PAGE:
Book mentions in this thread

  • Votes: 11

    The Roles We Play

    by Sabba Khan

    'Where is home, Mum?' From the foothills of the Himalayas in the Kashmiri valleys to bustling Green Street in East London, Sabba Khan researches her identity from the global to the local, covering partition, displacement, and clothing choices for an interview as a wannabe student at a prestigious private architectural school.
  • Votes: 8

    Daughters of Partition

    by Fozia Raja

    16-year-old Taji Kaur is living a blissful life - after a grand and lavish wedding ceremony she has her first baby and is expecting the second in August of 1947. In the backdrop, the British Raj in India is coming to an end and a line of partition is being proposed between India and Pakistan. Taji and her husband, Indian Sikhs, find themselves on the wrong side of the border. Amidst the ravages of riots and bloodshed, they make a desperate attempt to cross a mountainous region to reach India; but the journey is far from straightforward. This is a heart-wrenching, real-life story of borders, civil unrest, loss, migration, religion and incredible bravery, told through the eyes of one woman who lived through these tragedies.
  • Votes: 7

    The Family Tree

    by Sheri S. Tepper

  • Votes: 6

    Expelled from Uganda

    by Noreen Nasim

    Born in Uganda, the Pearl of Africa, Amir Majothi spent his carefree childhood in the town of Kakira. His ultimate superpower was playing mischievous pranks on his unsuspecting victims and much of his time was spent climbing mango trees and dashing through sugarcane fields with his friends. This idyllic childhood came to an end when dictator Idi Amin, President of Uganda, issued an unjust expulsion order giving 80,000 Ugandan Asians only 90 days to leave the country. Missing the deadline meant certain death. Separated from his family, Amir must deal with a corrupt bureaucracy and the ever-present danger of Amin's soldiers in order to escape execution and find a new life overseas.Expelled from Uganda is a captivating memoir, written as narrative fiction. Set in 1972 Uganda, at the peak of Idi Amin's dictatorship, it explores the trials of a young Indian boy leaving behind his home, his faithful dog and his delightful childhood memories, to embark on a perilous journey to safety from Amin's reign of terror.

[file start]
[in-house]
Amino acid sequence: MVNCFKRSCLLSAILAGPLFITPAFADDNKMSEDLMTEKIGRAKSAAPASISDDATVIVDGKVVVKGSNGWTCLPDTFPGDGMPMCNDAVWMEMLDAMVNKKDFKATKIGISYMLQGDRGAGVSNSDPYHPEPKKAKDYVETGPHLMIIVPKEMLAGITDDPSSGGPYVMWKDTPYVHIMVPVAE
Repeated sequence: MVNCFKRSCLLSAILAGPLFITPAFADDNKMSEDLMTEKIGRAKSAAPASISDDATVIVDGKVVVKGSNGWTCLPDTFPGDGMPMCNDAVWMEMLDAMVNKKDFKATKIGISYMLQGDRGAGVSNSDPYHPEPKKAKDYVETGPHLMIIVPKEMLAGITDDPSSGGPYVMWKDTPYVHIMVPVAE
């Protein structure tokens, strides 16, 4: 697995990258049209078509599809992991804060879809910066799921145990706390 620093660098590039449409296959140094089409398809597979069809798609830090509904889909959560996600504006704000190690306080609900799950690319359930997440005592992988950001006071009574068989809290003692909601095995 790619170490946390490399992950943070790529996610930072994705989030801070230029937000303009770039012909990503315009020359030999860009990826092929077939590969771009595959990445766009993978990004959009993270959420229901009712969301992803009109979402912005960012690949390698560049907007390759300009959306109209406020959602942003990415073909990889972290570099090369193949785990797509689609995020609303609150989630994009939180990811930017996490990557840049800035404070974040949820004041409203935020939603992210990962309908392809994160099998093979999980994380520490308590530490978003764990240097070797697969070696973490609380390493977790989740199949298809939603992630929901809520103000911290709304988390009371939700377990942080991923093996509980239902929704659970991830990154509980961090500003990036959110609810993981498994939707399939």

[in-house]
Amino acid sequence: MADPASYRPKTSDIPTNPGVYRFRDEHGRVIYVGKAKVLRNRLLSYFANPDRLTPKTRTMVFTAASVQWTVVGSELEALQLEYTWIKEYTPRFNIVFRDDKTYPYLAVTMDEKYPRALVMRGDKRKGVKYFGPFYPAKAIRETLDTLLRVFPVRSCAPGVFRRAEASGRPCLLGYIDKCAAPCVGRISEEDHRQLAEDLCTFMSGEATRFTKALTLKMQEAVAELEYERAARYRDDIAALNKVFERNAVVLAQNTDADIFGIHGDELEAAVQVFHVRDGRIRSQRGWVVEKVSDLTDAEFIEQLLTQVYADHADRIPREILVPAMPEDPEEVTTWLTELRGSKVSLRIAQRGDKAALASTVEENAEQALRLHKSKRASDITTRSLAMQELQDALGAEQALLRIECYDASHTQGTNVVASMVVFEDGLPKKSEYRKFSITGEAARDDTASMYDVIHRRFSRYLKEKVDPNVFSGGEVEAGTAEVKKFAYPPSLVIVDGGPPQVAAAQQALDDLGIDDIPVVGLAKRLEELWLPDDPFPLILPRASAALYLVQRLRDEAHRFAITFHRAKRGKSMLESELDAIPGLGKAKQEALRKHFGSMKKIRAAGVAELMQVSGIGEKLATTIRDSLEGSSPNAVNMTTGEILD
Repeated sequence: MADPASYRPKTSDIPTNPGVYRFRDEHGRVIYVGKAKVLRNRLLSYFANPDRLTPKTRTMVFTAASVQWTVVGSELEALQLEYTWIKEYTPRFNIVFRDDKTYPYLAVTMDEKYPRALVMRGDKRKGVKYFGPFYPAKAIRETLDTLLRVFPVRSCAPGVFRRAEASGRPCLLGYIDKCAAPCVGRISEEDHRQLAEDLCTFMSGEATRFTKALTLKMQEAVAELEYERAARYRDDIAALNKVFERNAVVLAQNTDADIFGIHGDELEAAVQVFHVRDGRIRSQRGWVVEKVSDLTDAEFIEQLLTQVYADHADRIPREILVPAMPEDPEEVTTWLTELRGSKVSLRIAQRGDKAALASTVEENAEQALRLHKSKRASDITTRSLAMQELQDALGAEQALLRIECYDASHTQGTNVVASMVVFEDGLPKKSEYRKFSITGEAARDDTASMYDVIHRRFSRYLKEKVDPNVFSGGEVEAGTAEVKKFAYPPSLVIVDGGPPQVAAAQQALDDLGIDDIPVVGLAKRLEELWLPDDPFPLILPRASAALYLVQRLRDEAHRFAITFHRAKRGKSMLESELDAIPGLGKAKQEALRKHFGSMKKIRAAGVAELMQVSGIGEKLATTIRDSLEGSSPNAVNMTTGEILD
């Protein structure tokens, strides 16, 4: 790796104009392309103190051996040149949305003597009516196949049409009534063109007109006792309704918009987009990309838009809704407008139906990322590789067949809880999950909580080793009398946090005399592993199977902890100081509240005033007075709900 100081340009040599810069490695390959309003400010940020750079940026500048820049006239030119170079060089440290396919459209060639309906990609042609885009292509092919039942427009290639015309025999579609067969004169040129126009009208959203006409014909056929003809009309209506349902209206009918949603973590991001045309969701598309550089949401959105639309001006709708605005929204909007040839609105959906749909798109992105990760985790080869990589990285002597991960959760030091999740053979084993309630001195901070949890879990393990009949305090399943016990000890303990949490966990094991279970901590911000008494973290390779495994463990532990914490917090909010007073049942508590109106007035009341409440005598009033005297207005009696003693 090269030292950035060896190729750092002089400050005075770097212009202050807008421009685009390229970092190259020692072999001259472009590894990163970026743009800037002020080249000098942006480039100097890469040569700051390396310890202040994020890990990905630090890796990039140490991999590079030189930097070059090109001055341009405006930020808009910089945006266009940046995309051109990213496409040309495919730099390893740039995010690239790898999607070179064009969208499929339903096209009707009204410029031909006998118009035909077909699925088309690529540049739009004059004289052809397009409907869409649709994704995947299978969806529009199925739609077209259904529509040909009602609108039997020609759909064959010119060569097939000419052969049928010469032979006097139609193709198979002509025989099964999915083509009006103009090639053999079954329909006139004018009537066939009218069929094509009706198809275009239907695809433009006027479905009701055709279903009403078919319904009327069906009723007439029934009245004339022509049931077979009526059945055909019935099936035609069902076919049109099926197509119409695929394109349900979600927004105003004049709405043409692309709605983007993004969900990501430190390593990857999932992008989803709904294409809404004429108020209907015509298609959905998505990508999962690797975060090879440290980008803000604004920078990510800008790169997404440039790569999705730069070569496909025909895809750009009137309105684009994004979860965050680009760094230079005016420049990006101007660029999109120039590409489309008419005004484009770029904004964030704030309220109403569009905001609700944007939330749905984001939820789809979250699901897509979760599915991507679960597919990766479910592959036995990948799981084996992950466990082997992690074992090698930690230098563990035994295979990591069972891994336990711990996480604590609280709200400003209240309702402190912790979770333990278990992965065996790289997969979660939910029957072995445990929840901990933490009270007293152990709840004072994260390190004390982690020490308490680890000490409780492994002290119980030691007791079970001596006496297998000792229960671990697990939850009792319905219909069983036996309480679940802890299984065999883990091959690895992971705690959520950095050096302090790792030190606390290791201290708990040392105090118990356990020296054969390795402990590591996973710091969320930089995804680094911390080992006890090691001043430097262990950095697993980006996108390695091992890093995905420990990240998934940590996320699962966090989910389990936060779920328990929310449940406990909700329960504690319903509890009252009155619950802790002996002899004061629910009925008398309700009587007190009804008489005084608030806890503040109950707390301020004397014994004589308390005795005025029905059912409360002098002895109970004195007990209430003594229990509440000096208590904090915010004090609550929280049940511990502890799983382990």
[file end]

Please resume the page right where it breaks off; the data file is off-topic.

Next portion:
• Votes: 5

    Story of a Brief Marriage

    by Anuk Arudpragasam

    The Story of a Brief Marriage is a feat of extraordinary sensitivity and imagination, a meditation on the fundamental elements of human existence - eating, sleeping, washing, touching, speaking - that give us direction and purpose, even as the world around us collapses. Set over the course of a single day and night, this unflinching debut confronts marriage and war, life and death, bestowing on its subjects the highest dignity, however briefly.
  • Votes: 4

    Kololo Hill

    by Neema Shah

    When you’re left with nothing but your secrets, how do you start again? Uganda 1972 A devastating decree is issued: all Ugandan Asians must leave the country in ninety days. They must take only what they can carry, give up their money and never return. For Asha and Pran, married a matter of months, it means abandoning the family business that Pran has worked so hard to save. For his mother, Jaya, it means saying goodbye to the house that has been her home for decades. But violence is escalating in Kampala, and people are disappearing. Will they all make it to safety in Britain and will they be given refuge if they do? And all the while, a terrible secret about the expulsion hangs over them, threatening to tear the family apart. From the green hilltops of Kampala, to the terraced houses of London, Neema Shah’s extraordinarily moving debut Kololo Hill explores what it means to leave your home behind, what it takes to start again, and the lengths some will go to protect their loved ones.